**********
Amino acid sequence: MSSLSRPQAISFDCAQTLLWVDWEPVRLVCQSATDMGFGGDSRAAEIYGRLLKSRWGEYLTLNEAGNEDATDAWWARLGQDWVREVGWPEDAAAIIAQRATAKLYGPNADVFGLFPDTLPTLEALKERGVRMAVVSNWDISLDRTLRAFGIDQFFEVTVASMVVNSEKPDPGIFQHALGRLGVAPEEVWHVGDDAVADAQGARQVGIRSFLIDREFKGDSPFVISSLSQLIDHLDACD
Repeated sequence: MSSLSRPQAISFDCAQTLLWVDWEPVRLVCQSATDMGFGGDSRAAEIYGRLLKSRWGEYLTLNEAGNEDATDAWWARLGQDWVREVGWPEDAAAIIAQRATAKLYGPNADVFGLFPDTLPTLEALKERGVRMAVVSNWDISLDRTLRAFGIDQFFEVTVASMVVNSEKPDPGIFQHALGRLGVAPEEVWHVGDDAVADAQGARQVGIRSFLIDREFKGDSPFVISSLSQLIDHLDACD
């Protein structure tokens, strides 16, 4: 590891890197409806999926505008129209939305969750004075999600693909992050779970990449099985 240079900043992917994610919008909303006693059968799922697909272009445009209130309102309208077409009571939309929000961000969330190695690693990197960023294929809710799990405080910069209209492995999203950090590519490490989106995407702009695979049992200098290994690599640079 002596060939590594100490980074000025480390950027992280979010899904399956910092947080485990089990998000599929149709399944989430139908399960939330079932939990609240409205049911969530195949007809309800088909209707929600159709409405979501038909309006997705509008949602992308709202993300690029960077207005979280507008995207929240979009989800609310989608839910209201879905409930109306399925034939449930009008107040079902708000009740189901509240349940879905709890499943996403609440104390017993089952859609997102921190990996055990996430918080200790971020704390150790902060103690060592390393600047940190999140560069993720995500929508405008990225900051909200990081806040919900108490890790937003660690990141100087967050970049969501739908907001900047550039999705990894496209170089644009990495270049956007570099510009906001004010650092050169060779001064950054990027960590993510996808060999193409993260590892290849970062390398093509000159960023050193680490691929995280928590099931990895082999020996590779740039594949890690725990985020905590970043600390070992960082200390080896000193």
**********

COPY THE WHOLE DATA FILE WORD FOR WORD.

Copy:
Amino acid sequence: MSSLSRPQAISFDCAQTLLWVDWEPVRLVCQSATDMGFGGDSRAAEIYGRLLKSRWGEYLTLNEAGNEDATDAWWARLGQDWVREVGWPEDAAAIIAQRATAKLYGPNADVFGLFPDTLPTLEALKERGVRMAVVSNWDISLDRTLRAFGIDQFFEVTVASMVVNSEKPDPGIFQHALGRLGVAPEEVWHVGDDAVADAQGARQVGIRSFLIDREFKGDSPFVISSLSQLIDHLDACD
Repeated sequence: MSSLSRPQAISFDCAQTLLWVDWEPVRLVCQSATDMGFGGDSRAAEIYGRLLKSRWGEYLTLNEAGNEDATDAWWARLGQDWVREVGWPEDAAAIIAQRATAKLYGPNADVFGLFPDTLPTLEALKERGVRMAVVSNWDISLDRTLRAFGIDQFFEVTVASMVVNSEKPDPGIFQHALGRLGVAPEEVWHVGDDAVADAQGARQVGIRSFLIDREFKGDSPFVISSLSQLIDHLDACD
């Protein structure tokens, strides 16, 4: 590891890197409806999926505008129209939305969750004075999600693909992050779970990449099985 240079900043992917994610919008909303006693059968799922697909272009445009209130309102309208077409009571939309929000961000969330190695690693990197960023294929809710799990405080910069209209492995999203950090590519490490989106995407702009695979049992200098290994690599640079 002596060939590594100490980074000025480390950027992280979010899904399956910092947080485990089990998000599929149709399944989430139908399960939330079932939990609240409205049911969530195949007809309800088909209707929600159709409405979501038909309006997705509008949602992308709202993300690029960077207005979280507008995207929240979009989800609310989608839910209201879905409930109306399925034939449930009008107040079902708000009740189901509240349940879905709890499943996403609440104390017993089952859609997102921190990996055990996430918080200790971020704390150790902060103690060592390393600047940190999140560069993720995500929508405008990225900051909200990081806040919900108490890790937003660690990141100087967050970049969501739908907001900047550039999705990894496209170089644009990495270049956007570099510009906001004010650092050169060779001064950054990027960590993510996808060999193409993260590892290849970062390398093509000159960023050193680490691929995280928590099931990895082999020996590779740039594949890690725990985020905590970043600390070992960082200390080896000193």